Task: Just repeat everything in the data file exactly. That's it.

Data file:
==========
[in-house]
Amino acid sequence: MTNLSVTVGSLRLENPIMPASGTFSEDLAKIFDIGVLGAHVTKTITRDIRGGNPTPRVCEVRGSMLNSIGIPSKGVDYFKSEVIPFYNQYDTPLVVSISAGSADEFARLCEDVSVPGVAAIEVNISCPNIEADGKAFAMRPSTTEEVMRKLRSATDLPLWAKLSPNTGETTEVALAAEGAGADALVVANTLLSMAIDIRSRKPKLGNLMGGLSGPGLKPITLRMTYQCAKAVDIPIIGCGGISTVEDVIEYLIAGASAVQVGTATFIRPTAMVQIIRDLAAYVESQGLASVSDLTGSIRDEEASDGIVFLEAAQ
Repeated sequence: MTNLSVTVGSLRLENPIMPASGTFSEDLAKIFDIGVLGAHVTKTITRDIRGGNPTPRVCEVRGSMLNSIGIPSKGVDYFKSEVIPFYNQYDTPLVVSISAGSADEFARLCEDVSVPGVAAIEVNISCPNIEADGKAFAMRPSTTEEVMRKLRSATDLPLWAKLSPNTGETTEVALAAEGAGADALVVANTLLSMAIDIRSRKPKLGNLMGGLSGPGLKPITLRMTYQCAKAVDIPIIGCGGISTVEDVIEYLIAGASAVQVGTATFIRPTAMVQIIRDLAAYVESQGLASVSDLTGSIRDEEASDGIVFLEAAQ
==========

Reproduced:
[in-house]
Amino acid sequence: MTNLSVTVGSLRLENPIMPASGTFSEDLAKIFDIGVLGAHVTKTITRDIRGGNPTPRVCEVRGSMLNSIGIPSKGVDYFKSEVIPFYNQYDTPLVVSISAGSADEFARLCEDVSVPGVAAIEVNISCPNIEADGKAFAMRPSTTEEVMRKLRSATDLPLWAKLSPNTGETTEVALAAEGAGADALVVANTLLSMAIDIRSRKPKLGNLMGGLSGPGLKPITLRMTYQCAKAVDIPIIGCGGISTVEDVIEYLIAGASAVQVGTATFIRPTAMVQIIRDLAAYVESQGLASVSDLTGSIRDEEASDGIVFLEAAQ
Repeated sequence: MTNLSVTVGSLRLENPIMPASGTFSEDLAKIFDIGVLGAHVTKTITRDIRGGNPTPRVCEVRGSMLNSIGIPSKGVDYFKSEVIPFYNQYDTPLVVSISAGSADEFARLCEDVSVPGVAAIEVNISCPNIEADGKAFAMRPSTTEEVMRKLRSATDLPLWAKLSPNTGETTEVALAAEGAGADALVVANTLLSMAIDIRSRKPKLGNLMGGLSGPGLKPITLRMTYQCAKAVDIPIIGCGGISTVEDVIEYLIAGASAVQVGTATFIRPTAMVQIIRDLAAYVESQGLASVSDLTGSIRDEEASDGIVFLEAAQ